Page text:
I have not read this entire thread, but here is my .02:
This is one of those questions with no definitive answer. There are a myriad of things that come together in one of these situations that should affect how you react.
1. What kind of animal is it? If it's a squirrel, obviously you're not going to do any damage to your car if you run its tail over. If it's a deer, you risk having an animal come through your windshield, airbag deployment, fire (a friend of mine hit a deer at 60 mph, came to a stop, got out thinking everything was ok, and watched his car burn to a crisp) loss of control as a RESULT of hitting the deer due to damage, etc...
2. What kind of car are you driving? My friend totaled his Dodge Neon hitting a deer. If you drive a truck, you probably aren't going to do that much damage when it bounces off your steel bumper. If you drive a Lotus, you are going to destroy the entire plastic front end and probably end up with a deer in your face.
3. What are the road conditions like? Is it wet out? Is it snowy? Do you have room to swerve around safely? Are you surrounded by cars? Is there a guardrail immediately to your right, and a box-full of kittens on your left? I'd still rather swerve to avoid a dog even if I skid out if all it means is some flat spots on my tires if I have another two lanes on my right.
4. How much time do you have to avoid it?
5. How competent are you of a driver. I realize this, in itself, is a very subjective question, as everyone considers themselves a good driver, but I think you know what I mean. If you are an 80-year-old grandma, I would hope you wouldn't swerve for a dog (assuming your saw it at all...) because that probably wouldn't end well. Pretty sure Michael Schumacher will just go ahead and swerve since he knows he can handle his vehicle. I personally feel comfortable swerving fairly aggressively for something in my own car (not necessarily in a car I don't normally drive.) I make it a point to learn the limits of my car because I feel much more comfortable driving a vehicle when I know what it can do and how it will react.
I could go on and on. To TRY and answer your question, however, most of the time I try and avoid hitting an animal as long as there are no other vehicles in my immediate vicinity. Partly because I feel I can do so safely, and partly because I really don't want squirrel guts in my wheel wells...
Originally Posted by faber78
if you had enough time to predict your swerve or carefully drive around....then you had enough time to stop.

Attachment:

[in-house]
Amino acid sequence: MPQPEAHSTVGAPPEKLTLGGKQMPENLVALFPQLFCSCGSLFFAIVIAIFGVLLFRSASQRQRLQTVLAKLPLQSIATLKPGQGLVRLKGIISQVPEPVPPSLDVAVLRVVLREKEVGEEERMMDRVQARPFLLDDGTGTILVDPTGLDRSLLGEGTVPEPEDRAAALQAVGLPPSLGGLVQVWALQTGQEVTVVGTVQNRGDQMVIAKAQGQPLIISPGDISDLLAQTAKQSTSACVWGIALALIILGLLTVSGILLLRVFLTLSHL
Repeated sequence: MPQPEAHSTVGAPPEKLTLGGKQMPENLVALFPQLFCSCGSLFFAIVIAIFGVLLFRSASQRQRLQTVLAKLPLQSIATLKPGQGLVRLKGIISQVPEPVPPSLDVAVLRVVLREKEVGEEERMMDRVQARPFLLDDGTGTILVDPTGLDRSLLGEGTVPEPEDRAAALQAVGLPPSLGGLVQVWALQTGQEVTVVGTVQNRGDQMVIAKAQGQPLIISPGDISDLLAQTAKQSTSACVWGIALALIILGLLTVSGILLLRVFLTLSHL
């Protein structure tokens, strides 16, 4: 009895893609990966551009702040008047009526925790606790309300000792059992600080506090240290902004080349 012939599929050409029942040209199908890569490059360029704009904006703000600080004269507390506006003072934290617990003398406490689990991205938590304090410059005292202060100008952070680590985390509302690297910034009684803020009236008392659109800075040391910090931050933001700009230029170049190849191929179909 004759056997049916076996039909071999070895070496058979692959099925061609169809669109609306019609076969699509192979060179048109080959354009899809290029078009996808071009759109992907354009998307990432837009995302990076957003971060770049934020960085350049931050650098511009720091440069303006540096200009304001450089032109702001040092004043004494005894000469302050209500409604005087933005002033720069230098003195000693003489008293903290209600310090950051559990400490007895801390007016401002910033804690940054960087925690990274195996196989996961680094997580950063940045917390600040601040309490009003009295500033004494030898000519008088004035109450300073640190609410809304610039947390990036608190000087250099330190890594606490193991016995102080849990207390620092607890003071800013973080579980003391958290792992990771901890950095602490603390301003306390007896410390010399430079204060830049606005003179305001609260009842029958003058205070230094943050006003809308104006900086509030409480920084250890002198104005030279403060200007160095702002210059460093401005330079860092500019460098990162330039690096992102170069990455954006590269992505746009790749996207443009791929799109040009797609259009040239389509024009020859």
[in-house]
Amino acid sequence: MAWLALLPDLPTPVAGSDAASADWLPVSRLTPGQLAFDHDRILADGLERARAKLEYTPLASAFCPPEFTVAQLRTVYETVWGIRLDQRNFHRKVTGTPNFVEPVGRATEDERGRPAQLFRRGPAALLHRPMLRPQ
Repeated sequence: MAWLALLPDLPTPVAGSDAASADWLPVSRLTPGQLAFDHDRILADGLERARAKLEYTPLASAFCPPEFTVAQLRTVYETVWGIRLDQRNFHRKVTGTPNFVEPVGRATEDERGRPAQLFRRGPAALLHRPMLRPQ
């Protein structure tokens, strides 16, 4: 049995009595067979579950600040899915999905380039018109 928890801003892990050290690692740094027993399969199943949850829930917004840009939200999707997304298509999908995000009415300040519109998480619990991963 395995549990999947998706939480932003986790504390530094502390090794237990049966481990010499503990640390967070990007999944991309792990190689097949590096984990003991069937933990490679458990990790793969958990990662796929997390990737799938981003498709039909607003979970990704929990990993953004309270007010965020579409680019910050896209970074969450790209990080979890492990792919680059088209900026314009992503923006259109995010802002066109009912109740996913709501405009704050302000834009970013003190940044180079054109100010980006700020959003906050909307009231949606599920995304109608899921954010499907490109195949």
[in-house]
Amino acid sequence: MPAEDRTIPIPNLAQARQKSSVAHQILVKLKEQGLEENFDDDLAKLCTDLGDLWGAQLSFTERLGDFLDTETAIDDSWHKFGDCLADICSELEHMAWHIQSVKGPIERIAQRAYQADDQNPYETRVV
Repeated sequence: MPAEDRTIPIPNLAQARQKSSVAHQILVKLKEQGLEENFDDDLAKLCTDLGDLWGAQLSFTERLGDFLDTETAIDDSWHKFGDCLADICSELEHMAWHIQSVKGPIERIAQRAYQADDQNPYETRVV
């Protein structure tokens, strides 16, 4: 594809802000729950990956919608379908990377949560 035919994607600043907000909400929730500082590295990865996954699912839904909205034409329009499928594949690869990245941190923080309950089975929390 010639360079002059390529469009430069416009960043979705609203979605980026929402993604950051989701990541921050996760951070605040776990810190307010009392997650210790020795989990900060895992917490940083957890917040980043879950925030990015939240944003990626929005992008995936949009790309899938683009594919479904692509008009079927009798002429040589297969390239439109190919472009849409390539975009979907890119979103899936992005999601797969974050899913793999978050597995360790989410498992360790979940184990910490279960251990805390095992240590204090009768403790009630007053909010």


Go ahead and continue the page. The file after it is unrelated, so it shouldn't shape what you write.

i think the question was more stated for the sudden response situation.
And to add to this, anyone who I would consider a competent driver, should be able to (on a given road surface) swerve and know more or less what to expect from his vehicle. YES, I KNOW, there are other factors to consider (oil on the road, sinkholes, children in strollers and landmines) BUT if you know your car like I believe anyone who drives SHOULD know their car, you should be able to react and swerve around an unexpected obstacle and at least KNOW what your car is going to do. What I mean is, if you were taken to a big open runway, and sent down it at 60 mph and told to swerve at a random point, ignoring any other factors, on this giant empty road surface, I would hope you would be able to have a rough idea of how your vehicle would react.
Unfortunately, by my logic, 97% of people on the road should have their driver's licenses revoked...
...gotta love America's stringent road tests.
LASTLY (and most importantly) this all goes under the assumption that your reaction in the real world will be anything other than instinct. If you suck at driving, your reaction will probably be entirely wrong. If you're a competent driver, hopefully your reaction will be appropriate for the situation. My one friend once told me "I feel as though I am better prepared now. I always though you had to steer in the opposite direction of the skid, but my driving instructor taught me to steer into the skid." All I could think was, "Great. Now, rather than a clueless driver steering the wrong way and spinning out, we are going to have a "skilled" driver steer the right way, snap his car back around and be even more out of control since he really still has no clue what he is doing."